Rediscovering the Lost Biblical Art of Lamentations

How does God want us to deal with the great difficulties of life?

Does he want us to ignore them, to get over them, to power through them, or to be crushed by them?


He wants us to lament over them. That is the great lesson of a little-read passage in the Old Testament prophet Micah. Following Micah, we will see that God actually invites his people to lament over them. He wants us to honestly assess what we’re seeing, and also to pour out our great sorrow to him at what we see.

The Reality of Lament

What is lament? Lament is a passionate expression of grief and sorrow—to mourn, to grieve, to beat one’s breast in anguish. A lament is not whining, complaining, griping or grumbling. It is to say, “Woe is me!” (Micah 7:1): What misery is mine. It sums up the feeling of a grieving mother who has lost a child, or of a widow or widower facing their spouse’s funeral, or of a conquered nation. “Woe is me!” is only used in the most dire, grim, ruinous circumstances.

The Bible is not ashamed of lament. In the Psalms, 60 of the 150 are categorized as lament psalms—40 percent. There is one book in the Bible that is devoted to laments, and it is aptly named Lamentations. Why does the Bible embrace a lament? Because it is honest about human experience. It doesn’t settle for some superficially shallow way of describing what’s going on, as if to pretend that suffering is not serious or that it is just an illusion. We, too, must learn to meaningfully and honestly express the anguish of our hearts, if we are to avoid superficiality or pretense.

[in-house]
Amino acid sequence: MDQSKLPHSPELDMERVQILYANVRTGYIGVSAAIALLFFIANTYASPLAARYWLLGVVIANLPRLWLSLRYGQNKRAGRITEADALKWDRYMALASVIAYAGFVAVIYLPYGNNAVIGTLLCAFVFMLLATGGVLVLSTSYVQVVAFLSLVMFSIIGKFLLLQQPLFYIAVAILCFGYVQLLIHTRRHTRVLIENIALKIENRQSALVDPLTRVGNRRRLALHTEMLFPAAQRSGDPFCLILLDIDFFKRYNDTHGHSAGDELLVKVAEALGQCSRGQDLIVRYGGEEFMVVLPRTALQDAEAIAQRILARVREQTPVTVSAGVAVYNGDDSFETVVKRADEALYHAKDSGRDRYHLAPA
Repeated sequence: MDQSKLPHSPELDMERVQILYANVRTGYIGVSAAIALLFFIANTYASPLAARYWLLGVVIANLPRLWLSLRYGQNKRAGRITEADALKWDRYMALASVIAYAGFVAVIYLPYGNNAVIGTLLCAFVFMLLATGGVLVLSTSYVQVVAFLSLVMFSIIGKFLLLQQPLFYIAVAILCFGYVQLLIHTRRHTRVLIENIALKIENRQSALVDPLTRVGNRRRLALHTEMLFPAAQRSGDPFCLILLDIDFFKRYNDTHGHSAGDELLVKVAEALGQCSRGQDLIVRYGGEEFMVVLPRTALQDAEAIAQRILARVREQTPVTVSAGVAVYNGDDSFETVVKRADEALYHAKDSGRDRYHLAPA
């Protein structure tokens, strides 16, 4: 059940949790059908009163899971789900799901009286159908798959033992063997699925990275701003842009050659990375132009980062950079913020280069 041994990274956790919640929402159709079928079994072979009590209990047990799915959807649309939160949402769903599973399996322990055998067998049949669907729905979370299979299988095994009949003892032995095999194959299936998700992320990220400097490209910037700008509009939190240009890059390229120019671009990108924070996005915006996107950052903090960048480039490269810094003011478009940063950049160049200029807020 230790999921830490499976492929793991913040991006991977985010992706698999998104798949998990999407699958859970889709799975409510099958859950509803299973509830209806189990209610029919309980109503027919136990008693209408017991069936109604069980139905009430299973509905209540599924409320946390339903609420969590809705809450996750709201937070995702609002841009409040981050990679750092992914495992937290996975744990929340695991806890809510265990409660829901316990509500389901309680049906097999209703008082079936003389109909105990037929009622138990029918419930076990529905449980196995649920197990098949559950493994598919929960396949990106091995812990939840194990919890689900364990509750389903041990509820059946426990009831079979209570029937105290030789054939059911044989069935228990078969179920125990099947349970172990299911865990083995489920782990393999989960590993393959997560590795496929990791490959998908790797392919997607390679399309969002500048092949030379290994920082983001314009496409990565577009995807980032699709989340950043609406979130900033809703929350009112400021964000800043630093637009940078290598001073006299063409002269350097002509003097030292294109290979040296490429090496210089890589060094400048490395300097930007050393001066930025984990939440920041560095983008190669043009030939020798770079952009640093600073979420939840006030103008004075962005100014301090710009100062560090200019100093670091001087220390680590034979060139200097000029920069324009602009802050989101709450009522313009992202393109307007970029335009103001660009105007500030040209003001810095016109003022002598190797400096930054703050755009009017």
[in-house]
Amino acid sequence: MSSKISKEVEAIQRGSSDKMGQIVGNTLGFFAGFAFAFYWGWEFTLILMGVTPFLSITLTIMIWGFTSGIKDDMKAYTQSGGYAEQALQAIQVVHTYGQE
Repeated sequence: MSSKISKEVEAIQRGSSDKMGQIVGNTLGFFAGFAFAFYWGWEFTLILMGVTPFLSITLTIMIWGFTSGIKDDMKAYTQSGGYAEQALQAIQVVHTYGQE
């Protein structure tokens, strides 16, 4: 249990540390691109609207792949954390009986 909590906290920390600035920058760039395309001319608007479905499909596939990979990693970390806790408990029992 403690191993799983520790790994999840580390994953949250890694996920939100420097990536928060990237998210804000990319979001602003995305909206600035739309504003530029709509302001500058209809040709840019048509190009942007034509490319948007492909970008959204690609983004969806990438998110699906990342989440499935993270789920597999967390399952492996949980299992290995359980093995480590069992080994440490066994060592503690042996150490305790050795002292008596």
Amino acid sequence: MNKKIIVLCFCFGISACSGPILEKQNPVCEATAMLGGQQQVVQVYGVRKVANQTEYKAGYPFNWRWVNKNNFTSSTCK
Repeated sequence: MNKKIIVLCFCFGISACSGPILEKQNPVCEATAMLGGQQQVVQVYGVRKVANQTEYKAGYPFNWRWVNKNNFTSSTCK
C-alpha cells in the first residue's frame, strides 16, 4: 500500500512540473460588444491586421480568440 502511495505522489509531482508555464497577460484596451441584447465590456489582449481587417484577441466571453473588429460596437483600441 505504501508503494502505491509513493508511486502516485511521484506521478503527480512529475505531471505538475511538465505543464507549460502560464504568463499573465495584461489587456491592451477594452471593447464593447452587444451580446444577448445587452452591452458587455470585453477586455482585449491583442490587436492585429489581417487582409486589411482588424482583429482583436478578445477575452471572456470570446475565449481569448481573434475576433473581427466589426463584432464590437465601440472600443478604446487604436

Lamenting and Hoping

Micah found many reasons to lament as he looked at Jerusalem in his day. First, godliness had disappeared because godly people seemed to have vanished: “The godly has perished from the earth” (v 2). Second, leaders were corrupt: “The prince and the judge ask for a bribe, and the great man utters the evil desire of his soul” (v 3). Third, society itself seemed to have gone rotten and trust was always misplaced: “Put no trust in a neighbor; have no confidence in a friend…a man’s enemies are the men of his own house” (v 5-6).

Perhaps some or all of those are not so far from our experience of life today!

So how are we supposed to respond? What does Micah do? He laments: “Woe is me!” (v 1). And then he hopes as he laments:

“But as for me, I will look to the Lord; I will wait for the God of my salvation; my God will hear me” (v 7).

This is how God’s people respond to the great difficulties of life. We lament, and we hope in our lament.

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Source: Church Leaders